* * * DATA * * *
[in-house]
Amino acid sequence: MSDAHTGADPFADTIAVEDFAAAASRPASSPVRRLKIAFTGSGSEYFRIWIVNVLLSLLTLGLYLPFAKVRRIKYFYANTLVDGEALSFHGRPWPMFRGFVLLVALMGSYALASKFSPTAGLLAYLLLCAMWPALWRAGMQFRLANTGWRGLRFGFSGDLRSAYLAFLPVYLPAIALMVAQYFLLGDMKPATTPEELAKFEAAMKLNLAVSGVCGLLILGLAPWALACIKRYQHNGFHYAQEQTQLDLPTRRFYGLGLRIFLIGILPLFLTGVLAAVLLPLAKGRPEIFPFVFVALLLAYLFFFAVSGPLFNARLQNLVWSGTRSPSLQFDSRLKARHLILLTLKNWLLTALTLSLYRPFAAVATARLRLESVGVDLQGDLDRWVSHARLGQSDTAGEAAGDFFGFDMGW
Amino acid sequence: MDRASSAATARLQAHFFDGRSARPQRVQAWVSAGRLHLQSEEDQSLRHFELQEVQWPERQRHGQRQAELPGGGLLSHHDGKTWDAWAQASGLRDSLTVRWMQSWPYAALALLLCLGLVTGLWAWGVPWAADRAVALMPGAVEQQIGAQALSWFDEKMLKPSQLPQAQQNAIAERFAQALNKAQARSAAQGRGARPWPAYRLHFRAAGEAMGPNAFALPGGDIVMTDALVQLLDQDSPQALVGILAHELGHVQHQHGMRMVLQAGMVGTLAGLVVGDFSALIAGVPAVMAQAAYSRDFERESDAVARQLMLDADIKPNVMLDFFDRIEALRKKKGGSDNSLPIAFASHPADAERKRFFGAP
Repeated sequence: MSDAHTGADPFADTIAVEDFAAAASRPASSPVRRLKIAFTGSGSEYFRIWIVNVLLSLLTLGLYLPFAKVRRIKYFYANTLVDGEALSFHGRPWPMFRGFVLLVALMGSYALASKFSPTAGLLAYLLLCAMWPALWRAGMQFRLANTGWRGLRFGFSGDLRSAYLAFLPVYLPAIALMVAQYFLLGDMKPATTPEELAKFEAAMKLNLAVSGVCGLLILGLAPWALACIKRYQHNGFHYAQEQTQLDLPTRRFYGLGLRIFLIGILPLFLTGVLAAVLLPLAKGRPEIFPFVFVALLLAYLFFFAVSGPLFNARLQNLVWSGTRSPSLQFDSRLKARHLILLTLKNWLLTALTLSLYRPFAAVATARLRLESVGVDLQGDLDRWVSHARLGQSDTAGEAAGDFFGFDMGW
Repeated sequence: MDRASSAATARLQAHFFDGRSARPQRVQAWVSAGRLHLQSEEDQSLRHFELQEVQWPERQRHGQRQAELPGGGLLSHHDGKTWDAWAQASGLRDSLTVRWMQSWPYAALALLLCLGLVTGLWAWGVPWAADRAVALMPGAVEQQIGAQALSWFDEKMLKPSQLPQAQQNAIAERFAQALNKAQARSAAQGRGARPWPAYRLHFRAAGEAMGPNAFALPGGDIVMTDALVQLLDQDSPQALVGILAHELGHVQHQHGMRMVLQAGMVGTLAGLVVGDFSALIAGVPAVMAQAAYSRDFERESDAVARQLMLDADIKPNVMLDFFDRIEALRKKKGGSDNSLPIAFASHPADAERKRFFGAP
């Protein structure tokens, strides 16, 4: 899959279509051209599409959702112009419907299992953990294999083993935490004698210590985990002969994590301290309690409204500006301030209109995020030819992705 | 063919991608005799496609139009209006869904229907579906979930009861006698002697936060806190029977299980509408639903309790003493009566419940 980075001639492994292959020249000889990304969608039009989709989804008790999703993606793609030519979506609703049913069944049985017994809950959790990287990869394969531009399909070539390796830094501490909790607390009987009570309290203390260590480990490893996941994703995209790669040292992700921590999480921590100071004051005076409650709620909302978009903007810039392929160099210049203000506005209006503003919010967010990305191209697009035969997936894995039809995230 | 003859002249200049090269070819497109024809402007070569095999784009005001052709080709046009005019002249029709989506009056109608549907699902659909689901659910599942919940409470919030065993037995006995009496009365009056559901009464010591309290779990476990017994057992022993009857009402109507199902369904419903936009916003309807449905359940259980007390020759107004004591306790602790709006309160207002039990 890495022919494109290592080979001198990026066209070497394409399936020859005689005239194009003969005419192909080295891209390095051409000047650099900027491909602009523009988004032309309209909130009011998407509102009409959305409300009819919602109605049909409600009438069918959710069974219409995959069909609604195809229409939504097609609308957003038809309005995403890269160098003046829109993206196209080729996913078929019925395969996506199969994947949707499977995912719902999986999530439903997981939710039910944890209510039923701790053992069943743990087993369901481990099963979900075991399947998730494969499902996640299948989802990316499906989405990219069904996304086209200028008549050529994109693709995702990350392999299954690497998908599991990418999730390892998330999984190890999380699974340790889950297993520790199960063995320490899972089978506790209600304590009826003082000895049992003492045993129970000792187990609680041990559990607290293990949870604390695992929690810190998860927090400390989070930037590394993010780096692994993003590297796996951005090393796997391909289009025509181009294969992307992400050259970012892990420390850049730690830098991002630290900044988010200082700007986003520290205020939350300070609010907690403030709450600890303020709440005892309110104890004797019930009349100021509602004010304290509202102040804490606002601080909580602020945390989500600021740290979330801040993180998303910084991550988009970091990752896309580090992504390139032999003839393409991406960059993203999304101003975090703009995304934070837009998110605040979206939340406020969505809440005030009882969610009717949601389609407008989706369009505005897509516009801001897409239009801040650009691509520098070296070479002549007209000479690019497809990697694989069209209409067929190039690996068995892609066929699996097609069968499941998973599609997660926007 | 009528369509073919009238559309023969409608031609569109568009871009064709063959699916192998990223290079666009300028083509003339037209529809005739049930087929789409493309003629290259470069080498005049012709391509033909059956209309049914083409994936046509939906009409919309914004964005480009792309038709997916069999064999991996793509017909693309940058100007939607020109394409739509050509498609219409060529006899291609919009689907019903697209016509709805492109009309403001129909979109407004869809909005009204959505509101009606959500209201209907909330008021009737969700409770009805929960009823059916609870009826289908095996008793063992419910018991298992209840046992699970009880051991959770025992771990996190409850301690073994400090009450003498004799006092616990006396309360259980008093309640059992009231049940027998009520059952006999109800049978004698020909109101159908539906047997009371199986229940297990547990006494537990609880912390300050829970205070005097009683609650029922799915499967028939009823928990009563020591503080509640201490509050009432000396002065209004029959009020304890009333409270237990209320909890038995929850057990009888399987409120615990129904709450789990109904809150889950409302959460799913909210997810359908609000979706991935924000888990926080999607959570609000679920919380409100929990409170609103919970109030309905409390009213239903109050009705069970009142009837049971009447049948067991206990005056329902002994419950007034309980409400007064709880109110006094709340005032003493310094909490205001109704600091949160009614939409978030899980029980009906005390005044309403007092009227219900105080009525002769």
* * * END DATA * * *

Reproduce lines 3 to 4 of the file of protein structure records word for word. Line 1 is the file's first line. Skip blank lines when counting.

Amino acid sequence: MDRASSAATARLQAHFFDGRSARPQRVQAWVSAGRLHLQSEEDQSLRHFELQEVQWPERQRHGQRQAELPGGGLLSHHDGKTWDAWAQASGLRDSLTVRWMQSWPYAALALLLCLGLVTGLWAWGVPWAADRAVALMPGAVEQQIGAQALSWFDEKMLKPSQLPQAQQNAIAERFAQALNKAQARSAAQGRGARPWPAYRLHFRAAGEAMGPNAFALPGGDIVMTDALVQLLDQDSPQALVGILAHELGHVQHQHGMRMVLQAGMVGTLAGLVVGDFSALIAGVPAVMAQAAYSRDFERESDAVARQLMLDADIKPNVMLDFFDRIEALRKKKGGSDNSLPIAFASHPADAERKRFFGAP
Repeated sequence: MSDAHTGADPFADTIAVEDFAAAASRPASSPVRRLKIAFTGSGSEYFRIWIVNVLLSLLTLGLYLPFAKVRRIKYFYANTLVDGEALSFHGRPWPMFRGFVLLVALMGSYALASKFSPTAGLLAYLLLCAMWPALWRAGMQFRLANTGWRGLRFGFSGDLRSAYLAFLPVYLPAIALMVAQYFLLGDMKPATTPEELAKFEAAMKLNLAVSGVCGLLILGLAPWALACIKRYQHNGFHYAQEQTQLDLPTRRFYGLGLRIFLIGILPLFLTGVLAAVLLPLAKGRPEIFPFVFVALLLAYLFFFAVSGPLFNARLQNLVWSGTRSPSLQFDSRLKARHLILLTLKNWLLTALTLSLYRPFAAVATARLRLESVGVDLQGDLDRWVSHARLGQSDTAGEAAGDFFGFDMGW